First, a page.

2/11/2009

Election Results for Buchman

[UPDATED: I missed one ballot box in Gan Arbel. Thanks, Richie. The new data does not significantly alter the trends already noted: Slim majority for right-wing parties, and relatively strong showing for Likud and Moderate-to-left religious parties. The only surprise was Labor's strong showing at Kadima's expense.

Also, UTJ got 9 votes in the neighborhood. I think I can figure out a few of them, but 9 is more than I expected. Also, Hadash got 2 votes. Given that Buchman is as bougeoise as you can get, I think that these commies are in the wrong hood.]

I’ve tabulated the election results for the four polling stations at the Shivtei Yisrael school in Buchman. The data are based on the Knesset’s election results website. I only included tallies for parties that carried over 2% of the local vote. For some reason, city-wide results have not been tabulated, and the results for Modiin are included within the results for the Ramle region(and given the presence of cities such as Lod, Ramle, and Modiin Illit within that region, the regional results do not in any way reflect what the overall Modiin results would look like).

Here they are:

Party

Total Votes

% of Votes

National Avg (%)

Likud

859

32.76

21.39

Kadima

697

26.58

22.52

Labor

359

13.69

9.85

Bayit Yehudi

308

11.75

2.82

National Union

101

3.85

3.28

Greens-Meimad

73

2.78

0.82

Meretz

70

2.67

2.93

Israel Our Home

67

2.56

11.60

Shas

54

2.06

8.54

Total ballots cast: 2629

Qualifying ballots: 2622

Analysis:

These results tell us a lot about the composition of the neighborhood. Labor and Kadima both outperformed their national averages, and Meretz stayed virtually the same (underperformed by 4 votes). The fourth left-wing party (Green-Meimad) outperformed its national average by nearly 400%; more on that later.

With regard to the right-wing parties, the Likud garnered 50% more than its national average, but the second-largest right wing party, Israel Our Home, was the worst underperformer amongst major/ non-sectarian (i.e., non-Arab, non-Haredi) parties.

The (non-Haredi) parties with religious agendas - Green-Meimad, National Union, and Bayit Yehudi – all did better than their national averages. However, whereas NU got maybe 15 or so more votes than the national average would project, both Bayit Yehudi and Green-Meimad beat their national averages by high-triple-digit orders of magnitude. This would indicate that the neighborhood has an above average number of religious residents (surprising given the lack of synagogues and mikva’ot in the neighborhood), and that its religious residents tend toward the more politically moderate than the yishuv-dwelling Religious Zionists.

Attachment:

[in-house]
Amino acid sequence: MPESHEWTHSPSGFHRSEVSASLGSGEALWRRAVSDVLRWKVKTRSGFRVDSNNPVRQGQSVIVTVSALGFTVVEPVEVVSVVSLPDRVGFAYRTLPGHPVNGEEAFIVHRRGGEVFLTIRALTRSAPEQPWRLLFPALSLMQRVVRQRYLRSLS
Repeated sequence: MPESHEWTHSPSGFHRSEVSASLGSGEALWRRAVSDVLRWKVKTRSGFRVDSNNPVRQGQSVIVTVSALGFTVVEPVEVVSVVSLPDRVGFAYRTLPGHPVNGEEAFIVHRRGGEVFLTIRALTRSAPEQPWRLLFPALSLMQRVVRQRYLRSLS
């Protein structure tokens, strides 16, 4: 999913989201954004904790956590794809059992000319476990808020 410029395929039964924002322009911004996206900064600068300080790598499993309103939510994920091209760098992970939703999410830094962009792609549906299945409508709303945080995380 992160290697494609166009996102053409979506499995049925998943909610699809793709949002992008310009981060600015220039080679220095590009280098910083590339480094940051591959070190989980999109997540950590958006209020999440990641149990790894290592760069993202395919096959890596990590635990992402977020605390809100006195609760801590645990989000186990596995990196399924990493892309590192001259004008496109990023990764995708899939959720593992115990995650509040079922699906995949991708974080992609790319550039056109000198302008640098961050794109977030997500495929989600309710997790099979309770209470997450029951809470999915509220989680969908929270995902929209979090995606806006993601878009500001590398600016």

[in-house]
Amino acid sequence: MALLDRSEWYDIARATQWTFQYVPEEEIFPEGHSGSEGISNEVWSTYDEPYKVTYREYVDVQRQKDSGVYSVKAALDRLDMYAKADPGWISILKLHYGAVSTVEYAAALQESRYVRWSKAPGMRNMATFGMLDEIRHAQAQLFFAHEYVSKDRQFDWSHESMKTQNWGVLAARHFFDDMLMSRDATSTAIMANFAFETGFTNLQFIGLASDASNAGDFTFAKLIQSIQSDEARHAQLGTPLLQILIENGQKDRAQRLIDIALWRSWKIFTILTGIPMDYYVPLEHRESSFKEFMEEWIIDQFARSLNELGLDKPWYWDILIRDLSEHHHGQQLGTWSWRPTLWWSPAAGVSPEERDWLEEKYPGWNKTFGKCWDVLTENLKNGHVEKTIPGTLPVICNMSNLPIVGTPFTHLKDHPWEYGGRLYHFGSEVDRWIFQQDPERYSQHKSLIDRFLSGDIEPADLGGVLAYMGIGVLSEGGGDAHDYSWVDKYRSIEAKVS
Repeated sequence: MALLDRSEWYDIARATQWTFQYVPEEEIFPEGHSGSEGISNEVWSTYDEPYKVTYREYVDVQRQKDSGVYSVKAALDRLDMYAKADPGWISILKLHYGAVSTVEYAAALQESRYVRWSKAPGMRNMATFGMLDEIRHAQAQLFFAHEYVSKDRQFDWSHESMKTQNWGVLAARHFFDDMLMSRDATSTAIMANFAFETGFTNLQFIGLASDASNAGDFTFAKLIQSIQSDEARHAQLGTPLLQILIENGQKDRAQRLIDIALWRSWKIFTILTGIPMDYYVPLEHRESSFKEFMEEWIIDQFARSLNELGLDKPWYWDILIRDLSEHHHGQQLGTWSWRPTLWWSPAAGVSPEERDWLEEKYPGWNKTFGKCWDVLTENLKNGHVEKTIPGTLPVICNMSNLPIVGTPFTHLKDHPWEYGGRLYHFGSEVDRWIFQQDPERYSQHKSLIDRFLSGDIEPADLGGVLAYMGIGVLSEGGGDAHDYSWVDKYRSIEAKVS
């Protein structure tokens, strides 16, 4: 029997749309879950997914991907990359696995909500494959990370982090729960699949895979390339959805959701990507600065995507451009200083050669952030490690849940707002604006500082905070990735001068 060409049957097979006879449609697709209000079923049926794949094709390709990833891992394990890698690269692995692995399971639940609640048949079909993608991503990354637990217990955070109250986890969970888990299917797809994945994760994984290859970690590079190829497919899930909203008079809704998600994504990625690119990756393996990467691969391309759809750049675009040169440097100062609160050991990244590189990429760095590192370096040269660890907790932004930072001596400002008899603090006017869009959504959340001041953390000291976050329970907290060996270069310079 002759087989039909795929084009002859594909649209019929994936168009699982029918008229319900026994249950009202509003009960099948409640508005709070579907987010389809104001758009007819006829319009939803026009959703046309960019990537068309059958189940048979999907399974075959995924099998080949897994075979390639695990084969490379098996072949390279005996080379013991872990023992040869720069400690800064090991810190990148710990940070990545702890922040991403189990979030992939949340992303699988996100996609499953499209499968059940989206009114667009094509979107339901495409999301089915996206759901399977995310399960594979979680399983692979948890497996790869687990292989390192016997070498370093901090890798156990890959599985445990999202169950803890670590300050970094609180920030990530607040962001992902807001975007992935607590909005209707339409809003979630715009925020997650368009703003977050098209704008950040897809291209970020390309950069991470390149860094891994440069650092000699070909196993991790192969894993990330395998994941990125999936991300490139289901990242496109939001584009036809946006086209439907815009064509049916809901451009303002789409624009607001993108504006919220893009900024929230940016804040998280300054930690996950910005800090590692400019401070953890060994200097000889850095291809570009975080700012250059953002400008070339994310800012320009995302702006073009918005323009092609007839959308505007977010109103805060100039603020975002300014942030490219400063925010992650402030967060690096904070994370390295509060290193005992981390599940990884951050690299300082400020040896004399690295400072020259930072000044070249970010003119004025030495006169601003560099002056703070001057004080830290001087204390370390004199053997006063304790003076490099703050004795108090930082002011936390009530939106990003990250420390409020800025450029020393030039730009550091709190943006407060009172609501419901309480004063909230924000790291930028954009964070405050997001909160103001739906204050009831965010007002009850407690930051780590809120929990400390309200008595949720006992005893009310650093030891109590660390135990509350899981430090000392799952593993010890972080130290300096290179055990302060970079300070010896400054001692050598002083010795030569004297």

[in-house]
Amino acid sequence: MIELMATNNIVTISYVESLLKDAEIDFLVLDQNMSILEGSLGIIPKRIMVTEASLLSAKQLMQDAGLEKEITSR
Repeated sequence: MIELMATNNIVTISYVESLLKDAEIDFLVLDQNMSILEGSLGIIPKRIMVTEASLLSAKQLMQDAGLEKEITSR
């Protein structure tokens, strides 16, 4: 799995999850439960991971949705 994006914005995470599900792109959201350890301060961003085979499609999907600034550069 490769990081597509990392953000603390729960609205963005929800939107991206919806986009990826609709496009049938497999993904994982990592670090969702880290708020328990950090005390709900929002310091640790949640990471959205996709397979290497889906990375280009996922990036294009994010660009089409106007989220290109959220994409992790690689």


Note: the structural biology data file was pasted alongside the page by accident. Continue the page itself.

However, assuming that only religious people voted for NU, Green-Meimad, Bayit Yehudi, and Shas – an assumption that is by no means assured – that means that barely 20% of the neighborhood (which is estimated to be 40-50% religious; the thing about synagogues was facetious and sarcastic) voted for religious parties. Where did the rest of them go?

It is hard to break this down, but the answer seems to be primarily to the Likud. It is quite possible that Buchman has more right-wing secularists than the national average, but Lieberman’s poor performance suggests otherwise. Assuming that all of the Likud’s “outperformance” votes were accounted for by religious voters, and then considering that religious voters made up a solid proportion of Likud’s voters in general, it seems likely that 50% or more of the Likud’s local support came from religious voters.

Consider it from a different perspective: About 44% of the neighborhood voted for secular-leaning parties (Labor, Kadima, Israel Our Home, Meretz), and about 23% voted for religious-leaning parties (Shas, NU, Bayit Yehudi, and Meimad-Green). Lets assume that religious voters for secular parties offset the secular voters for religious parties. If you split Likud right down the middle, you end up with a neighborhood that is 40% religious and 60% secular, with a politically moderate religious community (meaning center-right, not extreme right) and a politically left secular community. Sounds about right.

In general, almost 59% of neighborhood voters cast ballots for the two largest parties (as opposed to a national average of about 44%). This is generally attributable to the lack of special-interest groups (Haredim and Arabs) in the neighborhood, but it might also mean that people here tend to cast their votes pragmatically as opposed to ideologically. I view that as a healthy sign.

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